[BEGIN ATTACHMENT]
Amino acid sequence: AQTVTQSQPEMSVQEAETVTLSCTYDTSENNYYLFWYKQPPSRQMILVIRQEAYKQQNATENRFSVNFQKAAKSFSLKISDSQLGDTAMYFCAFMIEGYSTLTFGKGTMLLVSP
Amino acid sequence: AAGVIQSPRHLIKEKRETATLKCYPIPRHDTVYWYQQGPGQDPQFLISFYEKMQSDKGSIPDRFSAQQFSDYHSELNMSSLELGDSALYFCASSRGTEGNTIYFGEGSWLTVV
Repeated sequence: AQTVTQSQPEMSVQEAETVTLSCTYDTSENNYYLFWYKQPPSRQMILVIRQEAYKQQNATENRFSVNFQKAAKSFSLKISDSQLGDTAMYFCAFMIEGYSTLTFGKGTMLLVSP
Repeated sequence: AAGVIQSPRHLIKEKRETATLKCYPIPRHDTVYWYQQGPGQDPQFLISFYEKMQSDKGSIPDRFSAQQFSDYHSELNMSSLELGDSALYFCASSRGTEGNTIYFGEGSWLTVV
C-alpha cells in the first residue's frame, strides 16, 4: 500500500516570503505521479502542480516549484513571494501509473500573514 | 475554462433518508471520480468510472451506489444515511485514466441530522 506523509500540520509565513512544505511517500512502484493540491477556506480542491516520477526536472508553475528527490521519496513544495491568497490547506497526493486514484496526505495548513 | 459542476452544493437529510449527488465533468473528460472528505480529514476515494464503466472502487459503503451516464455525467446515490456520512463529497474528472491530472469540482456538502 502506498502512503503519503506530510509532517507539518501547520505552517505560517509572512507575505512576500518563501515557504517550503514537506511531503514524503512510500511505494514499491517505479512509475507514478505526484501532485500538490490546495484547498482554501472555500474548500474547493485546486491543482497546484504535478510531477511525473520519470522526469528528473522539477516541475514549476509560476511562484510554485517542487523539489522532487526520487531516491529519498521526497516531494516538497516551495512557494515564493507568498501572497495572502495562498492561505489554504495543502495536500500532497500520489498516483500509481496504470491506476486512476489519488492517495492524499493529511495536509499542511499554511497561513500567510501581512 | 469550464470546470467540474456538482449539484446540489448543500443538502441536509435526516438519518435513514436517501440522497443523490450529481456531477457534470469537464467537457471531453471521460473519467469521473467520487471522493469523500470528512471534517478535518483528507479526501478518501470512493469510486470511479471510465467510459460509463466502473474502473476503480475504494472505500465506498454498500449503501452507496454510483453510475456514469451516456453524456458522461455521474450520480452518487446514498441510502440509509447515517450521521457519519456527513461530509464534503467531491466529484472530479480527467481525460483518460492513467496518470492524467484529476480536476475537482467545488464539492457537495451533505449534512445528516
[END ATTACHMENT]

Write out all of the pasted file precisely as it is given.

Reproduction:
Amino acid sequence: AQTVTQSQPEMSVQEAETVTLSCTYDTSENNYYLFWYKQPPSRQMILVIRQEAYKQQNATENRFSVNFQKAAKSFSLKISDSQLGDTAMYFCAFMIEGYSTLTFGKGTMLLVSP
Amino acid sequence: AAGVIQSPRHLIKEKRETATLKCYPIPRHDTVYWYQQGPGQDPQFLISFYEKMQSDKGSIPDRFSAQQFSDYHSELNMSSLELGDSALYFCASSRGTEGNTIYFGEGSWLTVV
Repeated sequence: AQTVTQSQPEMSVQEAETVTLSCTYDTSENNYYLFWYKQPPSRQMILVIRQEAYKQQNATENRFSVNFQKAAKSFSLKISDSQLGDTAMYFCAFMIEGYSTLTFGKGTMLLVSP
Repeated sequence: AAGVIQSPRHLIKEKRETATLKCYPIPRHDTVYWYQQGPGQDPQFLISFYEKMQSDKGSIPDRFSAQQFSDYHSELNMSSLELGDSALYFCASSRGTEGNTIYFGEGSWLTVV
C-alpha cells in the first residue's frame, strides 16, 4: 500500500516570503505521479502542480516549484513571494501509473500573514 | 475554462433518508471520480468510472451506489444515511485514466441530522 506523509500540520509565513512544505511517500512502484493540491477556506480542491516520477526536472508553475528527490521519496513544495491568497490547506497526493486514484496526505495548513 | 459542476452544493437529510449527488465533468473528460472528505480529514476515494464503466472502487459503503451516464455525467446515490456520512463529497474528472491530472469540482456538502 502506498502512503503519503506530510509532517507539518501547520505552517505560517509572512507575505512576500518563501515557504517550503514537506511531503514524503512510500511505494514499491517505479512509475507514478505526484501532485500538490490546495484547498482554501472555500474548500474547493485546486491543482497546484504535478510531477511525473520519470522526469528528473522539477516541475514549476509560476511562484510554485517542487523539489522532487526520487531516491529519498521526497516531494516538497516551495512557494515564493507568498501572497495572502495562498492561505489554504495543502495536500500532497500520489498516483500509481496504470491506476486512476489519488492517495492524499493529511495536509499542511499554511497561513500567510501581512 | 469550464470546470467540474456538482449539484446540489448543500443538502441536509435526516438519518435513514436517501440522497443523490450529481456531477457534470469537464467537457471531453471521460473519467469521473467520487471522493469523500470528512471534517478535518483528507479526501478518501470512493469510486470511479471510465467510459460509463466502473474502473476503480475504494472505500465506498454498500449503501452507496454510483453510475456514469451516456453524456458522461455521474450520480452518487446514498441510502440509509447515517450521521457519519456527513461530509464534503467531491466529484472530479480527467481525460483518460492513467496518470492524467484529476480536476475537482467545488464539492457537495451533505449534512445528516